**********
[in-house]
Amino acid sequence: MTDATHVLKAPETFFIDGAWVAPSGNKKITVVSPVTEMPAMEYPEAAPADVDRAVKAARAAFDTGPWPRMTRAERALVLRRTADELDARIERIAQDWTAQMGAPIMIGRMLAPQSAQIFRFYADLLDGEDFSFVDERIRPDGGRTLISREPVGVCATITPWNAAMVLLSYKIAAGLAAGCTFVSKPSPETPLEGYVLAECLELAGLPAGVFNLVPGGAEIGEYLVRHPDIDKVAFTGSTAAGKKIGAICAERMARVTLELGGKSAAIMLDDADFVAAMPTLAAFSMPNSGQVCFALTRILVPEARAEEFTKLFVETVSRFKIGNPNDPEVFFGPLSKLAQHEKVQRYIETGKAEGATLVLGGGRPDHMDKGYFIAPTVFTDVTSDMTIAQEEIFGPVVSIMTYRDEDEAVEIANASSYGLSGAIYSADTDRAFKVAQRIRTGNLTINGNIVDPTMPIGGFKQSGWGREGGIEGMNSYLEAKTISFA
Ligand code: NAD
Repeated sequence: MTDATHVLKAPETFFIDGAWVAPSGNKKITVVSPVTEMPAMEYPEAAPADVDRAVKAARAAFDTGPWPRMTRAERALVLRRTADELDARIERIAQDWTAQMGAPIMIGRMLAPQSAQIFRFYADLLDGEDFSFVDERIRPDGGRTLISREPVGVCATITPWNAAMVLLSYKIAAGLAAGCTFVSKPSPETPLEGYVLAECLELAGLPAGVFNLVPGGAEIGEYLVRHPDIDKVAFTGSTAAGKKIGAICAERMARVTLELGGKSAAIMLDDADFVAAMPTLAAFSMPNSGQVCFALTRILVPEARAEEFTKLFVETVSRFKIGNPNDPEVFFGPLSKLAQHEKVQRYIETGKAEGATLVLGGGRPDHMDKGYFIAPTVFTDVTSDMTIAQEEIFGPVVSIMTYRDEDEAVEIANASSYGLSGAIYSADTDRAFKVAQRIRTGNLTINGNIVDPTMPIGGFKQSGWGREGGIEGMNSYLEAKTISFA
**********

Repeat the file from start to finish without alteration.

[in-house]
Amino acid sequence: MTDATHVLKAPETFFIDGAWVAPSGNKKITVVSPVTEMPAMEYPEAAPADVDRAVKAARAAFDTGPWPRMTRAERALVLRRTADELDARIERIAQDWTAQMGAPIMIGRMLAPQSAQIFRFYADLLDGEDFSFVDERIRPDGGRTLISREPVGVCATITPWNAAMVLLSYKIAAGLAAGCTFVSKPSPETPLEGYVLAECLELAGLPAGVFNLVPGGAEIGEYLVRHPDIDKVAFTGSTAAGKKIGAICAERMARVTLELGGKSAAIMLDDADFVAAMPTLAAFSMPNSGQVCFALTRILVPEARAEEFTKLFVETVSRFKIGNPNDPEVFFGPLSKLAQHEKVQRYIETGKAEGATLVLGGGRPDHMDKGYFIAPTVFTDVTSDMTIAQEEIFGPVVSIMTYRDEDEAVEIANASSYGLSGAIYSADTDRAFKVAQRIRTGNLTINGNIVDPTMPIGGFKQSGWGREGGIEGMNSYLEAKTISFA
Ligand code: NAD
Repeated sequence: MTDATHVLKAPETFFIDGAWVAPSGNKKITVVSPVTEMPAMEYPEAAPADVDRAVKAARAAFDTGPWPRMTRAERALVLRRTADELDARIERIAQDWTAQMGAPIMIGRMLAPQSAQIFRFYADLLDGEDFSFVDERIRPDGGRTLISREPVGVCATITPWNAAMVLLSYKIAAGLAAGCTFVSKPSPETPLEGYVLAECLELAGLPAGVFNLVPGGAEIGEYLVRHPDIDKVAFTGSTAAGKKIGAICAERMARVTLELGGKSAAIMLDDADFVAAMPTLAAFSMPNSGQVCFALTRILVPEARAEEFTKLFVETVSRFKIGNPNDPEVFFGPLSKLAQHEKVQRYIETGKAEGATLVLGGGRPDHMDKGYFIAPTVFTDVTSDMTIAQEEIFGPVVSIMTYRDEDEAVEIANASSYGLSGAIYSADTDRAFKVAQRIRTGNLTINGNIVDPTMPIGGFKQSGWGREGGIEGMNSYLEAKTISFA